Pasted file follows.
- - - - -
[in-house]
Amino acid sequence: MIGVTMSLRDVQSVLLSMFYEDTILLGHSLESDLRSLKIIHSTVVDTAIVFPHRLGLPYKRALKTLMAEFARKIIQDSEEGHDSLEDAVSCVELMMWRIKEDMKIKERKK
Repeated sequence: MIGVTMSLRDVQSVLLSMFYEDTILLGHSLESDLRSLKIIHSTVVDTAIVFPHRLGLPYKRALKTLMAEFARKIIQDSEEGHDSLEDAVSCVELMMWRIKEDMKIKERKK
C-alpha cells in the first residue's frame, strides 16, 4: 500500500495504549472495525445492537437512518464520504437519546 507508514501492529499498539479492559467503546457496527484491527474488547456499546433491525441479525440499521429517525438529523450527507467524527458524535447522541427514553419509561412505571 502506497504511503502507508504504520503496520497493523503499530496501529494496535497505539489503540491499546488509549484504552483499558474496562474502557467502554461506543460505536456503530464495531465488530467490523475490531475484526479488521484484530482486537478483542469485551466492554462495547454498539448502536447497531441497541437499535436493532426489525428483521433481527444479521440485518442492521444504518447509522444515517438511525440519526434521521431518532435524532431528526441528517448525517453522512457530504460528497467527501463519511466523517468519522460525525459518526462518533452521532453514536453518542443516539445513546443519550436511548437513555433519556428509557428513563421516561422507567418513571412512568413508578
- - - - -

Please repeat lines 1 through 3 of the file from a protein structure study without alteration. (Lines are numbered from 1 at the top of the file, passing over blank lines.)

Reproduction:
[in-house]
Amino acid sequence: MIGVTMSLRDVQSVLLSMFYEDTILLGHSLESDLRSLKIIHSTVVDTAIVFPHRLGLPYKRALKTLMAEFARKIIQDSEEGHDSLEDAVSCVELMMWRIKEDMKIKERKK
Repeated sequence: MIGVTMSLRDVQSVLLSMFYEDTILLGHSLESDLRSLKIIHSTVVDTAIVFPHRLGLPYKRALKTLMAEFARKIIQDSEEGHDSLEDAVSCVELMMWRIKEDMKIKERKK